More Hints On How DOJ’s Russian Troll Probe Has Continued Since Indictments

ST PETERSBURG, RUSSIA - AUGUST 9, 2016: Concord Catering general director Yevgeny Prigozhin at a meeting of Russian and Turkish government officials and business leaders. Mikhail Metzel/TASS (Photo by Mikhail MetzelT... ST PETERSBURG, RUSSIA - AUGUST 9, 2016: Concord Catering general director Yevgeny Prigozhin at a meeting of Russian and Turkish government officials and business leaders. Mikhail Metzel/TASS (Photo by Mikhail MetzelTASS via Getty Images) MORE LESS
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A court filing Thursday by special counsel Robert Mueller and the U.S. attorney in Washington, D.C., adds new intrigue about what investigations are still ongoing around Russian social media interference in American elections.

In the filing, prosecutors say they need to file under seal an explanation as to why they oppose being forced to hand over certain discovery that is be sought by Concord Management, a Russian firm charged by Mueller in February that is accused of funding the internet trolling operation.

Prosecutors said the motion discusses a “matter occurring before the grand jury,” citing a local court rule about when filings can be submitted under seal. The discovery being sought by the Russian firm seeks information as to how Mueller learned of information that allowed his prosecutors to take an unspecified “investigative action” in late August.

Concord Management is the only defendant among the individuals and companies Mueller charged in February to show up in court to fight the case. Mueller also charged the firm’s executive, Yevgeniy Prigozhin (pictured above), a Russian oligarch known as “Putin’s Chef.” However, Prigozhin has not submitted to the court’s jurisdiction. The American lawyers representing the company, however, have been aggressive and even contentious in their sparring with prosecutors.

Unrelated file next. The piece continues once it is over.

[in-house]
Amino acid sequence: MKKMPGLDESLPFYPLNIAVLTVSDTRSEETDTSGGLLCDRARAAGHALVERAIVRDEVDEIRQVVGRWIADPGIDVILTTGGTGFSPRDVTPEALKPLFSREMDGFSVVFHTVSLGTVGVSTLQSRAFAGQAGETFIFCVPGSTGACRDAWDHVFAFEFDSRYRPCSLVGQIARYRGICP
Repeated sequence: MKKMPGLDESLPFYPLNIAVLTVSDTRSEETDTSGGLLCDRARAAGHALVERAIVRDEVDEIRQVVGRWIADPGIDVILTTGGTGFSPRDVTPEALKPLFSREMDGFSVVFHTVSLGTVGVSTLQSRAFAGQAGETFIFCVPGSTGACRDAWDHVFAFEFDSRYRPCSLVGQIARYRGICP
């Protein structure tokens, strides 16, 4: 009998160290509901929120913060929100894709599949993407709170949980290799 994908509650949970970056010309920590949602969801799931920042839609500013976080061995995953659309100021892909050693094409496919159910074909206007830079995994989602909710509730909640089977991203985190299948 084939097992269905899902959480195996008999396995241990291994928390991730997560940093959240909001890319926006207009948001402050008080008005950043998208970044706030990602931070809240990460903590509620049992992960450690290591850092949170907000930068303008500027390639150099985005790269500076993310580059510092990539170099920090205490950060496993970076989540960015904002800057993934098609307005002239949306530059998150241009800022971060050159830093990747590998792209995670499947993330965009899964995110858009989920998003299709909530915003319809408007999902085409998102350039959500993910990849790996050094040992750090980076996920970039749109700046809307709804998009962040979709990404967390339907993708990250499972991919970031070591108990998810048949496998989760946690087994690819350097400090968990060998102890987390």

Among the legal disputes that has unfolded is a fight over whether Prigozhin is entitled to review discovery produced in the case by prosecutors. Prosecutors sought a protective order limiting access to discovery in the case to Concord Management’s American legal team, as they said Prigozhin was “evading prosecution, while still being afforded access to sensitive discovery—information that could thwart the ongoing efforts of the United States to prevent his continuing criminal activity in Russia and elsewhere outside the United States.”

In attempting to resolve the dispute, U.S. District Judge Dabney Friedrich in August ordered the use of Justice Department lawyers not involved in the case, known as a “firewall counsel,” to help evaluate national security concerns Mueller has raised about letting Prigozhin and others access discovery in the case.

Concord Management has since filed with the court concerns with how the firewall counsel system is working in practice. Last month, the company also raised suspicions that confidential information it had provided firewall counsel in August had made its way into the hands of Mueller’s team. A week after Concord Management provided the information, “Assistant Special Counsel L. Rush Atkinson took investigative action on the exact same information Concord provided to Firewall Counsel,” according to a December filing by the company.